IN SEARCH OF AZTLÁN
Dr. Fermin Herrera Interview
July 31, 1999
Q: What is a codex?
A: In my twenty-five or so years experience of
teaching Nahuatl, [that question] frequently arises. Very simply a codex
is any ancient manuscript. In the case of Mexico and Central America,
there are two types of codices. The first type is the amochtli, which
is a book written in indigenous, hieroglyphic script, and the other type
of codex is a manuscript that is transcribed in Latin letters but that
reflects a Meso-American or indigenous language. So that in the case of
the hieroglyphic kind of document we have one called the Codex Boturini,
which talks about the migration of the Aztecs or Mexica, from their homeland,
which is identified as Aztlán. We also have, in the second category,
a very important document known as the Florentine Codex, which is a vast
compilation that talks about the lifestyle, the culture, of the people
of the valley of Mexico, and it is transcribed in Latin letters, but it
is actually written in the Nahuatl language.
Q: What is the meaning of the words "Aztlán" and "chicomoztoc,"
and what do they tell us about where we should be searching for Aztlán?
A: The word "Aztlán" literally
means "land of or place of wings." The
suffix t-l-a-n or "tlan" in the Aztec language means land
of and A-z is the root of the word for "wings."
Aztlán being the land of wings, would suggest that there were birds
in that area. Now Aztlán can possibly be, also, a deformation of
the word "aztaclán," which would mean something like
the land of the herons. Or storks. That also would reinforce the idea
that we are talking about an area where there were many birds. Finally,
we can say that with regard to Aztlán, it could also be a deformation
of the word "aztsalán" which means "in the middle
of the water." In this case, it would reinforce the idea that Aztlán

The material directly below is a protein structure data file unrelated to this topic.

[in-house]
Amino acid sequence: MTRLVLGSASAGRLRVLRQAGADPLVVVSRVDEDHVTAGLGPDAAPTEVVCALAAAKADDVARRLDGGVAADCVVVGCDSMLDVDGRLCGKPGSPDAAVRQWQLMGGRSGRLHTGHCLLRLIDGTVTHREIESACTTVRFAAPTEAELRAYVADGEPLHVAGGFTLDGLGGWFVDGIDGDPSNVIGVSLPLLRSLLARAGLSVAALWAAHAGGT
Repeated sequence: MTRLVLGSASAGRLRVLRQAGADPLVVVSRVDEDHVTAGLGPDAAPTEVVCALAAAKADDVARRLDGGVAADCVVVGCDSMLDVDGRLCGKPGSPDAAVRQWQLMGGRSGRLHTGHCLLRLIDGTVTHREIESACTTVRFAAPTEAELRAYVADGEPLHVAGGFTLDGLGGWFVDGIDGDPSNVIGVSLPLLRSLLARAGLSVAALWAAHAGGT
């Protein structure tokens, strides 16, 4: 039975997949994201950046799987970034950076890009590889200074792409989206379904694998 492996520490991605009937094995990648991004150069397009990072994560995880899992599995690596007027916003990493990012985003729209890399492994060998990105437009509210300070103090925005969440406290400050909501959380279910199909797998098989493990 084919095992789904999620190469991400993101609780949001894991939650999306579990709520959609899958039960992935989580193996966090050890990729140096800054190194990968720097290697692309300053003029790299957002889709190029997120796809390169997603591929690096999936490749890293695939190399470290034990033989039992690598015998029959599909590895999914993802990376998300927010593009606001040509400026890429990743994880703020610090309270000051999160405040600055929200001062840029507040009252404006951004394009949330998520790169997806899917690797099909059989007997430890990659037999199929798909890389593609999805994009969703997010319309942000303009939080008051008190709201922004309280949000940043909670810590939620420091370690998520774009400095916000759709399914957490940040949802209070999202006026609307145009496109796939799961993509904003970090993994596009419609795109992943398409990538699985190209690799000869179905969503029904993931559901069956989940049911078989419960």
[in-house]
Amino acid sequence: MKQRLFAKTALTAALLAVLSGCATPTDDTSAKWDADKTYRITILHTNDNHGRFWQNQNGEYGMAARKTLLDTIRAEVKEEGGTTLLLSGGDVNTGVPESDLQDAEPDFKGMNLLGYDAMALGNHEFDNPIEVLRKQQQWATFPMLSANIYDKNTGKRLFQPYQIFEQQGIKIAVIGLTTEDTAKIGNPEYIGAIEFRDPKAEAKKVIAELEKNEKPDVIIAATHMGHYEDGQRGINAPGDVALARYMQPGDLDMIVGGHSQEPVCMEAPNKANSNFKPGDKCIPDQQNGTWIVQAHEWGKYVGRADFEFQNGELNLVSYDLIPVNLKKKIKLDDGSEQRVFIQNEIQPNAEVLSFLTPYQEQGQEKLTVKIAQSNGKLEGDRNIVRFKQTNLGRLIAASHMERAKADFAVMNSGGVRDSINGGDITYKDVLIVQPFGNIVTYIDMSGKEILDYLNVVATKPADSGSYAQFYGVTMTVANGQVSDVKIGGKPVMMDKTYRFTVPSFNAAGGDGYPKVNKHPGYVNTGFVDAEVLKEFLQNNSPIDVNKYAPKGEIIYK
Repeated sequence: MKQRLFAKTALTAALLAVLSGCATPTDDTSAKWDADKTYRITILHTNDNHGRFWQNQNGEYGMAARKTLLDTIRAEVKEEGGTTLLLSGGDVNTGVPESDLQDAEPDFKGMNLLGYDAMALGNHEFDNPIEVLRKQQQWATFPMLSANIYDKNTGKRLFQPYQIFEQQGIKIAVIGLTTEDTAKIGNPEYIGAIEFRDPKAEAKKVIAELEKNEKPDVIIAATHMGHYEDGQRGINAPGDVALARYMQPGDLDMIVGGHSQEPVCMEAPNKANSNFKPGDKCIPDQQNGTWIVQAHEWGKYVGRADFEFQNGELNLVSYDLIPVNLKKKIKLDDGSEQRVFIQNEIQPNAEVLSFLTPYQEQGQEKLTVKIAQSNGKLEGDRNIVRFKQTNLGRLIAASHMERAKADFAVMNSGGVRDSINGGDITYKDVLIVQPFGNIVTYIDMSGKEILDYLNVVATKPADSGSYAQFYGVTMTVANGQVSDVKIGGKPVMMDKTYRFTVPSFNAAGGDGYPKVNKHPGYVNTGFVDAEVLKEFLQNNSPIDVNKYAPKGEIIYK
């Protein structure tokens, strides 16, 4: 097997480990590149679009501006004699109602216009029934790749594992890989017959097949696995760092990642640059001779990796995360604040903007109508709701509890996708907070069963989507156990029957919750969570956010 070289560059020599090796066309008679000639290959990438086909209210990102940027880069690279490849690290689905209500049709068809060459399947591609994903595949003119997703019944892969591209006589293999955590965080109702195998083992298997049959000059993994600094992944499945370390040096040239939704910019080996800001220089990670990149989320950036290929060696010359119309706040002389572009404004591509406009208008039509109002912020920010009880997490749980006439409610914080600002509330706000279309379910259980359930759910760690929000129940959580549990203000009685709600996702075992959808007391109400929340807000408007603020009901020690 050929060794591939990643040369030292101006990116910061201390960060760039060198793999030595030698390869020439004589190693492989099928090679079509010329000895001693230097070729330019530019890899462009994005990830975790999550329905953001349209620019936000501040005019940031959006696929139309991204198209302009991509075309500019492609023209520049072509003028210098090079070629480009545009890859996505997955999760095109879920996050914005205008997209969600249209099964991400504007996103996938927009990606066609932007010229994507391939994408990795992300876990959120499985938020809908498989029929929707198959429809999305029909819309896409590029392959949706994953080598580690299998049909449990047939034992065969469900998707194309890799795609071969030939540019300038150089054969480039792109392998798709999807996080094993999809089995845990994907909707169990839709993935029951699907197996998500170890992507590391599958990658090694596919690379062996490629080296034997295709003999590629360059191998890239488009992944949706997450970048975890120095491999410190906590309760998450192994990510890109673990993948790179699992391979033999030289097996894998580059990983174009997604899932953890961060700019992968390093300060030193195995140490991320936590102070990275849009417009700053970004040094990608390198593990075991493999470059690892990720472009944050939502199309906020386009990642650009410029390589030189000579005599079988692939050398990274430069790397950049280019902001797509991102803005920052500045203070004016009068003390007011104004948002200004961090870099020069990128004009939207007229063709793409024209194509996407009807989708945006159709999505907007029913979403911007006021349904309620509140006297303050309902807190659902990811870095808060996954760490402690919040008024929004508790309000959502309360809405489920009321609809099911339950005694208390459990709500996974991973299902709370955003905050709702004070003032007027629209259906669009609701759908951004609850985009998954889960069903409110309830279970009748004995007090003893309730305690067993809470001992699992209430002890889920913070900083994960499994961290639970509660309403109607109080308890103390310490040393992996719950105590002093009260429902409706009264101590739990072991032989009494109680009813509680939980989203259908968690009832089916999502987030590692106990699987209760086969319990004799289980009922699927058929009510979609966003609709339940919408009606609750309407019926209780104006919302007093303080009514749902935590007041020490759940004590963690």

was actually an island, that is, a place surrounded by water.
The meaning of the word chicomoztoc is literally place
of the seven caves. With regard to any metaphoric extension of these
words, we might say that chicomoztoc could refer, perhaps, to the origin
of seven peoples, because the term "cave" or "otot"
in Nahuatl is often used as a metaphor for the womb, that is, for "origin."
[This] could be a reference to the point of origin of seven groups, or
at least the meeting place of seven groups, [perhaps meaning] seven populations
that had a common ground from which they migrated into the valley of Mexico.
Q: If you could reiterate then, based on this language, what might you
be looking for in terms of a site?
A: Based on the linguistic analysis of the name "Aztlán,"
if we were to ask "where could we find Aztlán?" I would
suggest that it could be an island. Second, an island where there are
a lot of birds. We do know from documentary evidence, specifically in
the Codex Boturini, that Aztlán was an island. That, of course,
is corroborated by the meaning of the word itself.
Q: Could you talk about what the Codex Boturini tells us about when these
migrations to Mexico City might have occurred?
A: With regard to the migration of the Aztecs or the Mexica into the Valley
of Mexico, if we examine the Codex Boturini, and if we correlate the date
given there with the Christian calendar, that were talking about,
perhaps, 1116 A.D. Thats a rough estimate, for the departure date.
Now, the Boturini states very clearly that they did not have a straight